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Review

The Effect of Blindness on Spatial Asymmetries

1
Department of Brain and Behavioural Science, University of Pavia, Piazza Botta 6, 27100 Pavia, Italy
2
IRCCS Mondino Foundation, 27100 Pavia, Italy
3
The Laboratory for Visual Neuroplasticity, Department of Ophthalmology, Massachusetts Eye and Ear Infirmary, Harvard Medical School, Boston, MA 02115, USA
4
Department of Psychology, University of Milano-Bicocca, 20126 Milano, Italy
*
Author to whom correspondence should be addressed.
Brain Sci. 2020, 10(10), 662; https://doi.org/10.3390/brainsci10100662
Received: 2 August 2020 / Revised: 11 September 2020 / Accepted: 18 September 2020 / Published: 23 September 2020
(This article belongs to the Special Issue Effects of Individual Differences on Spatial Cognition)
The human cerebral cortex is asymmetrically organized with hemispheric lateralization pervading nearly all neural systems of the brain. Whether the lack of normal visual development affects hemispheric specialization subserving the deployment of visuospatial attention asymmetries is controversial. In principle, indeed, the lack of early visual experience may affect the lateralization of spatial functions, and the blind may rely on a different sensory input compared to the sighted. In this review article, we thus present a current state-of-the-art synthesis of empirical evidence concerning the effects of visual deprivation on the lateralization of various spatial processes (i.e., including line bisection, mirror symmetry, and localization tasks). Overall, the evidence reviewed indicates that spatial processes are supported by a right hemispheric network in the blind, hence, analogously to the sighted. Such a right-hemisphere dominance, however, seems more accentuated in the blind as compared to the sighted as indexed by the greater leftward bias shown in different spatial tasks. This is possibly the result of the more pronounced involvement of the right parietal cortex during spatial tasks in blind individuals compared to the sighted, as well as of the additional recruitment of the right occipital cortex, which would reflect the cross-modal plastic phenomena that largely characterize the blind brain. View Full-Text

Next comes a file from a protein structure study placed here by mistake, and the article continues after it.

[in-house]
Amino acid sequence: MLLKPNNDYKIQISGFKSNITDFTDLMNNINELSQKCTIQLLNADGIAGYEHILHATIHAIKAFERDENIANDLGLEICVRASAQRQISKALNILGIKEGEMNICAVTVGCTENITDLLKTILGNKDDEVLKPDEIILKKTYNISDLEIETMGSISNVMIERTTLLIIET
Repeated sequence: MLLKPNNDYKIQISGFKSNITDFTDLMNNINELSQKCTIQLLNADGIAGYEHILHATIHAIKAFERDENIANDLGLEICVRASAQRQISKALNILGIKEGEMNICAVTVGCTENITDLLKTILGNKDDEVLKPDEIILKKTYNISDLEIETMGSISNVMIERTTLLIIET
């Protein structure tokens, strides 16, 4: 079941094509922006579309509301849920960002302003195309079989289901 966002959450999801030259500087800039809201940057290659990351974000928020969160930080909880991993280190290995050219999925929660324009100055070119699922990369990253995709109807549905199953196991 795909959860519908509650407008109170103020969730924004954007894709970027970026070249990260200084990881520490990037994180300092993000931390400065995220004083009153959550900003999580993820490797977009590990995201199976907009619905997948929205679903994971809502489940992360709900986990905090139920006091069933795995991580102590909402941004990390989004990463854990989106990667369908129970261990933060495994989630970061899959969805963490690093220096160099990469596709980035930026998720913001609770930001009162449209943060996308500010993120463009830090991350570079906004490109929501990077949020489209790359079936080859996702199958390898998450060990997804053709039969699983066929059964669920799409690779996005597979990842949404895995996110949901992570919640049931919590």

Keywords: visual deprivation; hemispheric asymmetry; laterality; spatial asymmetries; blindness visual deprivation; hemispheric asymmetry; laterality; spatial asymmetries; blindness
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MDPI and ACS Style

Rinaldi, L.; Ciricugno, A.; Merabet, L.B.; Vecchi, T.; Cattaneo, Z. The Effect of Blindness on Spatial Asymmetries. Brain Sci. 2020, 10, 662. https://doi.org/10.3390/brainsci10100662

AMA Style

Rinaldi L, Ciricugno A, Merabet LB, Vecchi T, Cattaneo Z. The Effect of Blindness on Spatial Asymmetries. Brain Sciences. 2020; 10(10):662. https://doi.org/10.3390/brainsci10100662

Chicago/Turabian Style

Rinaldi, Luca, Andrea Ciricugno, Lotfi B. Merabet, Tomaso Vecchi, and Zaira Cattaneo. 2020. "The Effect of Blindness on Spatial Asymmetries" Brain Sciences 10, no. 10: 662. https://doi.org/10.3390/brainsci10100662

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